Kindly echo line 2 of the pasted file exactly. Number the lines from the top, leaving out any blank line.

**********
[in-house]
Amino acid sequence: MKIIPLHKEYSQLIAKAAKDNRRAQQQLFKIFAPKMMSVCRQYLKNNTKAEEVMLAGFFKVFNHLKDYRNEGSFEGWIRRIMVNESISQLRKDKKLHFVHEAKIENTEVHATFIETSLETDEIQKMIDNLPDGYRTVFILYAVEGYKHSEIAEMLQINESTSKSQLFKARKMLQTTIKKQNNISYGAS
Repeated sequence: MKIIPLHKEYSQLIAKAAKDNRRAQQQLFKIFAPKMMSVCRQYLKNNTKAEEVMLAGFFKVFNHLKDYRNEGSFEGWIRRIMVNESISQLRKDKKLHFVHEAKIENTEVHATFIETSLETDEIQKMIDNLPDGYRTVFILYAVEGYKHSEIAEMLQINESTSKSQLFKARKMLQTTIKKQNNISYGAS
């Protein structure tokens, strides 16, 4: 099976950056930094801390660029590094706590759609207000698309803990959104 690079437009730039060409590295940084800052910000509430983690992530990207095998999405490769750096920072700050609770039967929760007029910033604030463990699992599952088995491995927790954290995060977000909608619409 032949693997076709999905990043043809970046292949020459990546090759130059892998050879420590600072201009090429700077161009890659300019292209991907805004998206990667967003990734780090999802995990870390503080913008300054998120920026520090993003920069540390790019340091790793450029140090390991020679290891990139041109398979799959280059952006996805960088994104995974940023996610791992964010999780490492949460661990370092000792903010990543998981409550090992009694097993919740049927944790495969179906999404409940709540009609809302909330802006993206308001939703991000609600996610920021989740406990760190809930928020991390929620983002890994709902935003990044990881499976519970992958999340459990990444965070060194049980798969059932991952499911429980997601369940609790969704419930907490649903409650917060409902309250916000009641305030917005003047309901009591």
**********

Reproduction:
Amino acid sequence: MKIIPLHKEYSQLIAKAAKDNRRAQQQLFKIFAPKMMSVCRQYLKNNTKAEEVMLAGFFKVFNHLKDYRNEGSFEGWIRRIMVNESISQLRKDKKLHFVHEAKIENTEVHATFIETSLETDEIQKMIDNLPDGYRTVFILYAVEGYKHSEIAEMLQINESTSKSQLFKARKMLQTTIKKQNNISYGAS